Do you ever get a sneaking suspicion that something good is about to happen? While the car business is in disarray — reverse mergers, monster IPOs, supply chain chaos, unbridled R&D spending — the business of being a gearhead has been pretty great recently. In 2021, we got new EVs that feel like they’re from five years in the future, Iron Man−style augmented reality windshields, and some of the best driver’s cars the world has ever seen. Even your dad’s old Harley-Davidson t-shirt is cool again. Best of all: this decade is just kicking off. It’ll be one in which electric vehicles finally go mainstream and the last generation of purely gas-powered sports cars goes out with an almighty bang. Roaring ’20s indeed. As we tiptoe gingerly through the first month of 2022, let’s take a look in the rearview mirror at what got auto enthusiasts properly revved up this past year.
The One — The Year’s Best Car
The GT3 is the best sports car money can buy, and the contest isn’t even close. To drive it is to mainline the manna that has always made driving such a thrill — today, and since the first brave soul discovered oversteer. The GT3 Touring is the same world-beating machine without the race car costume. So, actually, that’s the best sports car money can buy. In fact, we liked it so much, we commissioned one. As you read this, the one-of-one SHARP × Porsche GT3 Touring should be shipping across the Atlantic. The last all-motor GT3? A future classic? We think so. ($180,300)
The Best SUV of The Year — The Mercedes-Benz E 450 4Matic All-Terrain
This long boy is a deep cut from Mercedes’s catalogue. As such, it would be easy to overlook it — but don’t. The E 450 4Matic All-Terrain is a hidden gem and, sure, the name hardly rolls off the tongue, but this car is German. What did you expect? The All-Terrain label means this wagon rides on (slightly) taller air-suspension and has SUV-esque black cladding to reassure drivers that, yes, this machine can tackle snow and the occasional gravel road with ease. The ride’s a tad firm, but the All-Terrain can do anything your old crossover SUV could do and look better doing it. The clever mild-hybrid engine delivers plenty of low-end grunt and surprisingly good fuel economy. Need lots of space? Two old-school jump seats in the back make this a real seven-seater.
At heart, under all that rugged cladding, this is still an E-Class wagon. Historically, these were the faithful chariots of families from Rosedale and the like, but today those driveways are filled with SUVs like the Mercedes GLE. That’s the obvious choice, but the All-Terrain wagon is just as capable and far from obvious, which is why it’s our pick for the best SUV of this strange year.
The Best Supercar Revival — The Lamborghini Countach
Mitja Borkert was born in East Germany in 1974, and so, unlike most other car-crazed kids in the 1980s, he had no idea what a Lamborghini Countach was. “I grew up behind the Iron Curtain,” he explains. “We could choose only from one product: there was one motorcycle, one car, one radio”. As a result, he came to appreciate wedge-shaped Italian supercars much later in life, which is perhaps why he doesn’t take his current job — head of Lamborghini Centro Stile — for granted and always seems to be having so much fun, even when the task is daunting.
Recently, Borkert was given the unenviable job of designing a new Lamborghini Countach, which is like being told to paint a new Mona Lisa. When he stood onstage at The Quail car show in California and pulled the sheet off the Countach LPI 800-4, a limited-edition supercar to mark the 50th anniversary of its namesake, Borkert said it was like a big weight lifted off his heart. “For me, a well-done homage to the heroes of the past, like in the movies — there’s nothing wrong with that,” he says. “It’s enriching our lives. It’s keeping the dream of such heroes alive.”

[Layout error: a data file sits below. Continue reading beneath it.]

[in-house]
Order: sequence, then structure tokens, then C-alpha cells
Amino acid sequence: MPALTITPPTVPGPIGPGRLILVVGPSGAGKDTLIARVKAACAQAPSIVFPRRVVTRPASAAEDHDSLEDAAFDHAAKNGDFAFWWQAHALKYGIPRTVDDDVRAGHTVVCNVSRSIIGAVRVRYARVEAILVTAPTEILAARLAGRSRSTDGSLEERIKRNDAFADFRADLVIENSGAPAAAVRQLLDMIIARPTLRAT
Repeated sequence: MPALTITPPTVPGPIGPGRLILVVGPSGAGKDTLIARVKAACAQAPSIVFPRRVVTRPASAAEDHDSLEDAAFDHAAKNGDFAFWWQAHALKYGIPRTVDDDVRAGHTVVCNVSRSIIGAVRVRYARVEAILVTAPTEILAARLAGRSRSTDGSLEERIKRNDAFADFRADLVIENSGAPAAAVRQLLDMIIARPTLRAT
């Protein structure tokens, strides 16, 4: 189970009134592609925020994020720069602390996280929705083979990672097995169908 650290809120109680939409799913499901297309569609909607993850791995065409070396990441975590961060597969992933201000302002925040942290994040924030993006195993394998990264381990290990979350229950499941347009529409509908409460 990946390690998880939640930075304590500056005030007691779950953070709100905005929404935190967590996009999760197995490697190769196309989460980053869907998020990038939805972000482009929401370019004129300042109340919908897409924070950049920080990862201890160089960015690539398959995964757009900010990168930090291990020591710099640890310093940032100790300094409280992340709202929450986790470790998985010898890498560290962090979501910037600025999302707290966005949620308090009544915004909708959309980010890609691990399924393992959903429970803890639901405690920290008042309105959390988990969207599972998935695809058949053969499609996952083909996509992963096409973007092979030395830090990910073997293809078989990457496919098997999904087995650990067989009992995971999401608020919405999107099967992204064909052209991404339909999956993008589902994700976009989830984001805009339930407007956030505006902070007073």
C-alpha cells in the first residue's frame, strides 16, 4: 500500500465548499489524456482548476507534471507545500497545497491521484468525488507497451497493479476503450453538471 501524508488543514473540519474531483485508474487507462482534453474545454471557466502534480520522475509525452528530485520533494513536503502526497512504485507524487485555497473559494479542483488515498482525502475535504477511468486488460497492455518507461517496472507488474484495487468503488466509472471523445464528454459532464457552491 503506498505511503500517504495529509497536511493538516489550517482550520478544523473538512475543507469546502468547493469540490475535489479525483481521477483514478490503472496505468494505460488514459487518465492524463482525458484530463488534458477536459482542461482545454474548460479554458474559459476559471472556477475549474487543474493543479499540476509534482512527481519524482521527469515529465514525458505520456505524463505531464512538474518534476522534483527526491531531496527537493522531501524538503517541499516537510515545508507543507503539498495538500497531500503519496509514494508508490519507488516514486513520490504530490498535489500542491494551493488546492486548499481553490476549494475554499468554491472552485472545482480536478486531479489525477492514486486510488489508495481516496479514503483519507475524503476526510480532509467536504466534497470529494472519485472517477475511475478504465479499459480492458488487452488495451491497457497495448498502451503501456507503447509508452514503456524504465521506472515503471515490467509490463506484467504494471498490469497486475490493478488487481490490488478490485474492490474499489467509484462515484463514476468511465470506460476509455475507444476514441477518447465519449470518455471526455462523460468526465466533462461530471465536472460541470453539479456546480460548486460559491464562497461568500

The Best Sports Car of The Year — The BMW M240i xDrive
Let’s make this easy. If you’re looking for a classy, entertaining, and practical sports car under $70,000, you should get the all-new 2 Series coupe, preferably in six-cylinder all-wheel drive M240i xDrive trim. Why? Well, for one thing, where BMW’s latest M4 looks challenging, the new 2 adopts a more classic, timeless style. That alone is cause for celebration among diehard fans, who will surely welcome the return of classic BMW design cues like the Hofmeister kink and horizonal kidney grilles. For another, it’s sized just right, with a longer wheelbase that grants more usable rear seats and a better stance on the road. As a result, the car’s silhouette is reminiscent of the early ’00s M3, one of BMW’s all-time greats.
Of course, there’s also how the 2 drives. With adaptive dampers, it’s both more comfortable for daily use and much sharper on a racetrack than the old M240. There’s less understeer, less body roll, more grip, and even more power. The fact that 0–100 km/h comes up in 4.3 seconds is less important than the fact that the steering feel is intuitive, and the rear-biased handling means powering out of corners never fails to entertain. This new-generation 2 Series, which should be with us for roughly seven years, is likely to be the last generation of classic little gas-powered coupes from BMW. The future is hybrids and electrics, but if this is indeed the beginning of the end, it’s a hell of a send-off.
The Best Wing of The Year — The Lexus RC F Track Edition
If you have a thing for carbon fibre, get yourself a Lexus RC F Track Edition. It’s $35,000 more than the standard RC F, but it comes with a pristine carbon-fibre wing — plus a titanium muffler and carbon aero kit — that would make the cast of Fast and Furious jealous. ($120,000)
The Best (First) Electric Truck — The Rivian R1T
Upstart Rivian beat Ford, Tesla, GM, and everyone else to the punch with an electric pickup truck; the R1T is rolling off Rivian’s production line in Illinois now. While it’s a bit too pricey to be a work truck, it’s surely the nicest pickup on the road right now. ($90,000)
The Best Restomods (That Aren’t Electric, For a Change)
1. Aimé Leon Dore Porsche 911SC